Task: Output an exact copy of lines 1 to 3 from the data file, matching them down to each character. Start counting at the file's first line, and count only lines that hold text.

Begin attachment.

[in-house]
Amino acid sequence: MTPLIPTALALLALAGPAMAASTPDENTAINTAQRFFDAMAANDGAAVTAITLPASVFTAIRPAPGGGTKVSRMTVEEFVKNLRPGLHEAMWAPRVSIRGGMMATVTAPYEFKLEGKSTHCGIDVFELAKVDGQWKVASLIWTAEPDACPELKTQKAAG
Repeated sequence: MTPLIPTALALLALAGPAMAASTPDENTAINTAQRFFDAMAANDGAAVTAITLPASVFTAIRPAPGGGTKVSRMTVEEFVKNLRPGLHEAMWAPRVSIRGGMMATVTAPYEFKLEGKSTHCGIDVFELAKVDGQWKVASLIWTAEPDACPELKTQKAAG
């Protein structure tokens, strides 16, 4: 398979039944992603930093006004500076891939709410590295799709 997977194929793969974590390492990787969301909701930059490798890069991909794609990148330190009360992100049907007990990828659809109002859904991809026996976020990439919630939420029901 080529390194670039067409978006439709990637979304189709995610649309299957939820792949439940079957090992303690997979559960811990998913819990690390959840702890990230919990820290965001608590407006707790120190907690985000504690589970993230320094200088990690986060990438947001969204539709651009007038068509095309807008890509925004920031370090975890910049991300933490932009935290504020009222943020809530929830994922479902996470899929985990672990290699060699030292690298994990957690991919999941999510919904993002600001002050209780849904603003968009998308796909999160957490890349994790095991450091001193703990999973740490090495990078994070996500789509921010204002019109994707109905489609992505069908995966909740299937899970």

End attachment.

[in-house]
Amino acid sequence: MTPLIPTALALLALAGPAMAASTPDENTAINTAQRFFDAMAANDGAAVTAITLPASVFTAIRPAPGGGTKVSRMTVEEFVKNLRPGLHEAMWAPRVSIRGGMMATVTAPYEFKLEGKSTHCGIDVFELAKVDGQWKVASLIWTAEPDACPELKTQKAAG
Repeated sequence: MTPLIPTALALLALAGPAMAASTPDENTAINTAQRFFDAMAANDGAAVTAITLPASVFTAIRPAPGGGTKVSRMTVEEFVKNLRPGLHEAMWAPRVSIRGGMMATVTAPYEFKLEGKSTHCGIDVFELAKVDGQWKVASLIWTAEPDACPELKTQKAAG